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In 1773, James Cook and his crew crossed the Antarctic Circle for the first time and discovered nearby islands. This vast continent attracted explorers from different nations, such as Sir Ernest Shackleton - a polar explorer leading the British expeditions, or Roald Amundsen – a Norwegian explorer who was part of the famous “Race to the South Pole” of 1911, a competition to be the first to reach the Antarctic. He and his crew came first by about a month before anyone else join them.
Get settled in Ushuaia. You can have the day for yourself and enjoy the world’s most southerly city. Visit the “Museo Marítimo y del Presidio de Ushuaia” (Maritime Museum) or “Museo del Fin del Mundo” which is local history and natural history museum. For the shoppers, Paseo del Fuego Shopping Center is probably the biggest one in the area, or simply walk in the Centre where you will see smaller shops and souvenir shops such as “La Ultima Bita”.
If you wish to dedicate your time outside of the capital, you could head to “Tierra del Fuego” National Park. The park has over 20 species of terrestrial mammals and 90 species of bird. You can spot guanaco (lama quanicoe), Andean fox, muskrat and austral parakeet, Andean condor and Magellanic oystercatcher.
The morning should be dedicated for your last-minute shopping or any last visits of the Town before to embark for the expedition. Embarkation will commence early afternoon and you will sail through the Beagle Channel.
The crew will head East to the Falkland Islands. You will take in some lectures and information about the natural history of the Antarctic region. You will get further understanding in the region and when the humankind started to explore this vast continent.
The Falkland Islands are a remote Archipelago where birdlife is abundant such as penguins or the crested caracara – a bird of prey in the family Falconidae. The islands have also the largest black-browed albatross colony in the world. In the town’s Falkland Islands museum, you will learn more about maritime exploration, but also the 1982 Falkland War and natural history.
The ship will be sailing further East to South Georgia. By the time you will get to the other island, full lectures will be given by the crew to expand your knowledge. This is the time to ask as many questions as you wish.
The Scotia Sea was named after the Scottish National Antarctic Expedition (1902-04) under William Speirs Bruce – a Scottish naturalist, polar scientist and oceanographer. Despite the harsh conditions, the islands are rocky and partly covered in ice and snow but do support vegetation. Indeed, it is part of the Antarctica Tundra. On your way to South Georgia, you could observe seals such as fur seal, leopard seal or the so-called crabeater seal. This last one is a medium to large-sized seal (over 2 metres in length), relatively slender and pale-coloured.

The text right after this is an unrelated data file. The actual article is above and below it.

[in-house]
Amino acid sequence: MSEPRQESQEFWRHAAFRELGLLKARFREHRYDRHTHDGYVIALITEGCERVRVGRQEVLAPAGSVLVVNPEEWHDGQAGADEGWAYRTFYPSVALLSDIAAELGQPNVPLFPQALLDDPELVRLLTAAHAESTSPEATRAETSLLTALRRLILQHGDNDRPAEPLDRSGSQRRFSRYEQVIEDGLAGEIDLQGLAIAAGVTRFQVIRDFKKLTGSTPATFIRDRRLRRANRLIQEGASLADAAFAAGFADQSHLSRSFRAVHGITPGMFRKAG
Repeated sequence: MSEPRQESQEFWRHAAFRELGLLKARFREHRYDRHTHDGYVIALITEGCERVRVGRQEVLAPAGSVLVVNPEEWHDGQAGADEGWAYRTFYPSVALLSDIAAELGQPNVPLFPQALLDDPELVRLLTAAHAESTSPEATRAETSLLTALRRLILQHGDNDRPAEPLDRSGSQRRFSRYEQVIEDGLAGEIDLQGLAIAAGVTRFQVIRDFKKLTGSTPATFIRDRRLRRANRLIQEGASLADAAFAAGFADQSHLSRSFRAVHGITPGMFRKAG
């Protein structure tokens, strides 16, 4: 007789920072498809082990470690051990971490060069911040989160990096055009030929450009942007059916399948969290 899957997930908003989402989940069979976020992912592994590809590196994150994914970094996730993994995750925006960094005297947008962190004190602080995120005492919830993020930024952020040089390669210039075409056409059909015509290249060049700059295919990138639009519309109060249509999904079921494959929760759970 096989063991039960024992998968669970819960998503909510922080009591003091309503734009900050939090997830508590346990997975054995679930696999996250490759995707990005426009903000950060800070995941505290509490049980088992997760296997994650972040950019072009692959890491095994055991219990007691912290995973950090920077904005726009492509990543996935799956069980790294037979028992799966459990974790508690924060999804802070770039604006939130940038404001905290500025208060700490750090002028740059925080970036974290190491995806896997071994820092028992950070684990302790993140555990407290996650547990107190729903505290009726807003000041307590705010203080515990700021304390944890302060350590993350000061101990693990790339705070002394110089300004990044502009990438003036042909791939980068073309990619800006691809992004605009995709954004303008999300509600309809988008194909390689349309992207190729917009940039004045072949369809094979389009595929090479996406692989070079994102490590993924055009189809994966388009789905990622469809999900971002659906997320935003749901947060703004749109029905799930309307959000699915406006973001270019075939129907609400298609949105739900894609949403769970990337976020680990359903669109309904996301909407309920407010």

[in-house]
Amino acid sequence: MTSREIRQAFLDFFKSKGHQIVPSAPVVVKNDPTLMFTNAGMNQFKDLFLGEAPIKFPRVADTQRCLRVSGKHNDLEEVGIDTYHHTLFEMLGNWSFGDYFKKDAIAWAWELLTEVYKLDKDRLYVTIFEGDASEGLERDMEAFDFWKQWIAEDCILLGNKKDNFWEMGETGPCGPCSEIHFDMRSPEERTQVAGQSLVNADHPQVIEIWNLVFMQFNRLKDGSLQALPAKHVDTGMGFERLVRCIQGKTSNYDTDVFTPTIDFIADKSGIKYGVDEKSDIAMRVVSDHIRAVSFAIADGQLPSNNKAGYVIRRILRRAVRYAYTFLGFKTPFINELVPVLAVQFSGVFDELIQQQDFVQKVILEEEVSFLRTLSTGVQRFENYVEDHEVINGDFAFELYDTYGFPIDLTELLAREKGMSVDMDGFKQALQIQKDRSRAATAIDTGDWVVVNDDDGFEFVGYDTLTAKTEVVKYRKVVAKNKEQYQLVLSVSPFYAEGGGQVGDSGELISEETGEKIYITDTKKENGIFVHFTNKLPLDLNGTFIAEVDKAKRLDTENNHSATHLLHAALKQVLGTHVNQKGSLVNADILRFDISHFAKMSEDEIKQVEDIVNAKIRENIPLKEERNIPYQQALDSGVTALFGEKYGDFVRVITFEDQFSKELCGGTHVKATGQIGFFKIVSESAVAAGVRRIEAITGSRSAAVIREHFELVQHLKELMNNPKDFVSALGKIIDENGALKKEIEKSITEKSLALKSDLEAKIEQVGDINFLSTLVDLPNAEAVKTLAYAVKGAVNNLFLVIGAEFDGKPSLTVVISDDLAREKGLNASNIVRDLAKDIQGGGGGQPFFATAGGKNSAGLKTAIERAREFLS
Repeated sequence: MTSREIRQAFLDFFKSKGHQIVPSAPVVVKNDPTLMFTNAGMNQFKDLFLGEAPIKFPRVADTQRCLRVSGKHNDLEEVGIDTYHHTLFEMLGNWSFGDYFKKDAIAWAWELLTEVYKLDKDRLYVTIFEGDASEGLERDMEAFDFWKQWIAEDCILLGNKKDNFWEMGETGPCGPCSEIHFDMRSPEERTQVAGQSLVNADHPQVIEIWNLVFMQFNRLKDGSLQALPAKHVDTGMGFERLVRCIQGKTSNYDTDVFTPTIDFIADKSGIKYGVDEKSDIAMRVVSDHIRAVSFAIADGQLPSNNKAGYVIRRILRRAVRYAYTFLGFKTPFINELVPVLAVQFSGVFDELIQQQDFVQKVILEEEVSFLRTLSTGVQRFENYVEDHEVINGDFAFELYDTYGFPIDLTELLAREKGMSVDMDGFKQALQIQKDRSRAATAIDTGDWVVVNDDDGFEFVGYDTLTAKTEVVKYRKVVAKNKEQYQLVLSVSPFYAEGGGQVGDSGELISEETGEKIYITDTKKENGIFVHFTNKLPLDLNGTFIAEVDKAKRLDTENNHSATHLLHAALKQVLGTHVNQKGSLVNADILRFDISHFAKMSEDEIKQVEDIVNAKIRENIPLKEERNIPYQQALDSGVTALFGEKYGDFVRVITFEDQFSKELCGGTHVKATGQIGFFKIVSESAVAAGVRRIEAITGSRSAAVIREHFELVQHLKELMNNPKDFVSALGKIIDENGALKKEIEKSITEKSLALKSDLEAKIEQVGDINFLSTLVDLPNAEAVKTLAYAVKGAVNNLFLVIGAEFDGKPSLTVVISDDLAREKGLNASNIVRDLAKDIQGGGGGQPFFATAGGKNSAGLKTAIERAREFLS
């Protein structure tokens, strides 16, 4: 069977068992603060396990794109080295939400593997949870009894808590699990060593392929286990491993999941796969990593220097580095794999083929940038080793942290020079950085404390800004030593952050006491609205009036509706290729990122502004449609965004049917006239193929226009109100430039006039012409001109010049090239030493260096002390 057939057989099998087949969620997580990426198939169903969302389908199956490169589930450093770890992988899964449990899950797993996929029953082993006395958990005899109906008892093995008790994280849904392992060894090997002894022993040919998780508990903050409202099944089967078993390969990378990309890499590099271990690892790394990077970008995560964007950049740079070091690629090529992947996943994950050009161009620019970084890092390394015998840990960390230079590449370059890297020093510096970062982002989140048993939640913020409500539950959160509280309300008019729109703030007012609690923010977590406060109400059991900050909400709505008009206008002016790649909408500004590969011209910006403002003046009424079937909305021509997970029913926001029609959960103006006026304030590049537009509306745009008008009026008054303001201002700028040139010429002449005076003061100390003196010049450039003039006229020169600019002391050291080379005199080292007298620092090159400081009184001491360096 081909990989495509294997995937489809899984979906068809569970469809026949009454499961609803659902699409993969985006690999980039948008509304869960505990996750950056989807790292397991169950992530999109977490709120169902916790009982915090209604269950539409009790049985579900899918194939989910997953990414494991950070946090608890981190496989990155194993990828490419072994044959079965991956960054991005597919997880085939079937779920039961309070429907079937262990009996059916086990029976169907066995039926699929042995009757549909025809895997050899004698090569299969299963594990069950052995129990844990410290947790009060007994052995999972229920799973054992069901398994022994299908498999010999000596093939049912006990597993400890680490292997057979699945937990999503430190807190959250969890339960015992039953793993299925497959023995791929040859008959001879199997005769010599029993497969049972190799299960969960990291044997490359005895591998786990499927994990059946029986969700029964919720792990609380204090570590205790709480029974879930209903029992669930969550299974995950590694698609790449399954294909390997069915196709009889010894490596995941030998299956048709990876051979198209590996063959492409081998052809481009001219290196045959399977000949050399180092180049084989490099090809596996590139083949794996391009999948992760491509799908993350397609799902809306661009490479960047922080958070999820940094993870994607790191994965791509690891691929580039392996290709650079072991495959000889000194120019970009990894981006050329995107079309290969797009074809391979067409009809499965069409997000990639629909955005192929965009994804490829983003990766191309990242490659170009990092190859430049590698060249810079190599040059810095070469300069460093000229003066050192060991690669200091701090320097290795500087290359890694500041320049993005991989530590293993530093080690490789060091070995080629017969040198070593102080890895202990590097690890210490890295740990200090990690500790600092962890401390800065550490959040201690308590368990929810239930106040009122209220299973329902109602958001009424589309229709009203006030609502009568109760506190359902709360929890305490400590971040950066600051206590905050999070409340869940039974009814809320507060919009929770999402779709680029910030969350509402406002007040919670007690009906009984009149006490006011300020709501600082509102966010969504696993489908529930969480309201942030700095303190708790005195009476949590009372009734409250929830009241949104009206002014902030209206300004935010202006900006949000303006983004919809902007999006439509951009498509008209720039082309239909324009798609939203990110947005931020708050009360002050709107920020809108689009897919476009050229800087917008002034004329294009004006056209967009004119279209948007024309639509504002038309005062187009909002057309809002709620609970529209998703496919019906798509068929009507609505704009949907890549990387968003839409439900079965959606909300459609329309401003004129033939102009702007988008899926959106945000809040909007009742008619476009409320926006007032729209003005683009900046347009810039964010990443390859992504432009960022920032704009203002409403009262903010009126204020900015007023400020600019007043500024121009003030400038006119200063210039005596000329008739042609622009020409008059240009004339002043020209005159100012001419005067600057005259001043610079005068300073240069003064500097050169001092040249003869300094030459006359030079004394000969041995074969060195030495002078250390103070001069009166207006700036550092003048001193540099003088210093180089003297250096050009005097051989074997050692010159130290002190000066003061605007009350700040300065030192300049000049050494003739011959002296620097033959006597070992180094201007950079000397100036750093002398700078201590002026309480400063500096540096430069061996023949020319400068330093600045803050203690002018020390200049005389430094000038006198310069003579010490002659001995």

The island of South Georgia is home to a vast colony of king penguins. We advise to visit the colony as it will probably be the highlight of this part of the trip. Nevertheless, the island has plenty of wildlife – elephant seal and fur seals can also be spotted.
You will be sailing for 2 days, following the path of Shackleton towards Elephant Island and the Antarctic Peninsula. During the voyage, Sir Ernest Shackleton was in fact travelling from the Peninsula to South Georgia. For the expedition, you will retrace Shackleton’s route backwards.
The next days, you will be able to set foot on this uninhabited continent and observe the wildlife and outstanding views. Penguins (Gentoo, Chinstrap, Adélie penguins) would be one of the wild animals, amongst with whales and the so-called leopard seal. Regarding the weather, you will attempt 2 shore landings per day get to be lectured about remarkable human history in the continent. The experience will be majestic and unreal, like if you were landing on a different planet!
You will head back to the port of Ushuaia and review with the lecturers and staff the highlights of the voyage. You also might encounter some whales and rare species of bird on your way back.
Enjoy a last breakfast on the ship before to disembark at the port of Ushuaia.
With a maximum of 134 passengers, the G Expedition provides an intimate, small-ship cruising experience with a focus on exploration. The ship was completely refurbished in 2009 and has been converted into a perfect polar explorer with an ice-strengthened hull, stabilisers , large observation decks and a fleet of zodiacs ready to get you onto the ice. It also features a heated mudroom which ensures extra comfort when preparing for your excursions.
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